Last Updated: Friday - 09/24/2010
Week of February 11, 2002
Immigrants helping to fill Canada's seminaries
Rectors try to ensure new seminarians are enculturated
By RENATO GANDIA
WCR Staff Writer
The trend to multicultural seminaries mirrors Canada's growing ethnic communities.
And over the past 10 years, countries in Africa, Asia and Europe are seeing the priesthood become an accepted vocation. Many of these priests leave their homelands to minister to Canadians.
Given this growing phenomena, the question of culture shock arises. How do these seminarians adjust to a totally different culture? How do the seminaries help them make the transition? Does this mean that in several years, most parish priests will come from elsewhere?
To find the answers to these questions, the WCR talked to rectors and formation teams of four English speaking seminaries in the country - Christ the King Seminary in Mission, B.C., St. Augustine Seminary in Scarborough, Ont., St. Joseph's Seminary in Edmonton and St. Peter's Seminary in London, Ont.
Being competent in spoken and written English is a key area seminaries tackle with their immigrant seminarians.
Like other colleges and universities, all four seminaries have adopted ESL programs. Christ the King and St. Joseph hire ESL instructors to help their seminarians.
"It depends on what level of English they are (at)," said Benedictine Father Nicholas Ruh, rector of Christ the King. Sometimes they require a seminarian to take ESL, other times, the seminary helps them on a one-on-one basis.
St. Augustine works with community college programs for recent immigrants. Some newly arrived seminarians are advised to enroll in one of these programs, which combines ESL, issues dealing with cultural differences, plus an introduction to Canadian history and culture.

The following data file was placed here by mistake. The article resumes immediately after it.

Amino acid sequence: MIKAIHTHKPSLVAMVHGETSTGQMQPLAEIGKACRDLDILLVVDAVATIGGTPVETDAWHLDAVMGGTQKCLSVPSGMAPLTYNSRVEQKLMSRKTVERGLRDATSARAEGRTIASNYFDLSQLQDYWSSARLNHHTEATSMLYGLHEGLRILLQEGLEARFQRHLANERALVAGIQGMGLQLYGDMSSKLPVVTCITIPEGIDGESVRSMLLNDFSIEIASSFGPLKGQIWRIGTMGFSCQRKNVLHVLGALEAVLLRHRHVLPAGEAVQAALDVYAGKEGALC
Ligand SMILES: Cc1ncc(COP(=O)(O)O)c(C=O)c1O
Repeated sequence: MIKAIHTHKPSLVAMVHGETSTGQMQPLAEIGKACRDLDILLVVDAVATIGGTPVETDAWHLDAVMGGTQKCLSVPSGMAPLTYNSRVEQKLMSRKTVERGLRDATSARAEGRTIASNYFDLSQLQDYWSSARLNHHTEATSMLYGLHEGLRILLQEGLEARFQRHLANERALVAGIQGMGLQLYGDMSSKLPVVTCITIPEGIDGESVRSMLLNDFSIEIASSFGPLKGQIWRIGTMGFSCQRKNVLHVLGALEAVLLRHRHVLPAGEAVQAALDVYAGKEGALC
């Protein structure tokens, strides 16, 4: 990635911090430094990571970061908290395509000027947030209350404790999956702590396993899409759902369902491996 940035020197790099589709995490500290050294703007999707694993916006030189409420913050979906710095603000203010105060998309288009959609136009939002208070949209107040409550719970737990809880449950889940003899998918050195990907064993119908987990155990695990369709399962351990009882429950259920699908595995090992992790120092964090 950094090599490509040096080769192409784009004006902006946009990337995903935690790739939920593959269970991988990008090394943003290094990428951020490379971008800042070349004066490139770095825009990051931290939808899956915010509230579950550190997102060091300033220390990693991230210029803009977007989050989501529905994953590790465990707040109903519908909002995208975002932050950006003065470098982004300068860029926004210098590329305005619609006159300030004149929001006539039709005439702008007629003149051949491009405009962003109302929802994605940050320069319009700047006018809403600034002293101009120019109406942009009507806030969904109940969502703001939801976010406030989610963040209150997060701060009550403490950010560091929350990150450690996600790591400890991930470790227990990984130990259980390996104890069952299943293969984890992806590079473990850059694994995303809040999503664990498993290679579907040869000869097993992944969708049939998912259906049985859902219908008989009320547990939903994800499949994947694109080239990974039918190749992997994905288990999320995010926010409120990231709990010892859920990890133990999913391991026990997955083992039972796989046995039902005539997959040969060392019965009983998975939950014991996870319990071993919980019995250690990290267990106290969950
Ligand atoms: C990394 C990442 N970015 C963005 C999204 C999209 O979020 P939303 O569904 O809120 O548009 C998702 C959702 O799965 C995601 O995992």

St. Peter's year-long program is more structured. Students take the ESL skills and Canadian history they learn out of the classroom into their new community. They participate in cultural events, learning first-hand, various aspects of Canadian life.
The seminary started this program a year ago. "We found it very successful," Rector Father Bill McGrattan said.
Even before a seminarian is accepted at St. Augustine, the applicant must have resided in the diocese where he is studying for at least six months, preferably a year.
Father Duaine Devereaux, vice-rector of St. Augustine, explained, "This is to get a bit of a feel of what the place is about and even the climate. We think it is important to expose them to how Canadian families live, how children speak to their parents and allow them to be familiarized with the cultural mores."
Father Lionel Gendron agrees. "I think before getting involved with seminary formation, it would be important (for a candidate) to have certain knowledge and love for the (diocese) he is studying for."
St. Joseph has taken some immigrant seminarians directly from their homeland.
"We're not sure that this is the best way," Gendron said. He believes one doesn't have to belong to a culture as a condition to be ordained and do ministry. But the person must be welcomed into the culture and must adapt.
"But we cannot require somebody to be French-Canadian, English-Canadian, Irish-Canadian or whatever," he cautioned.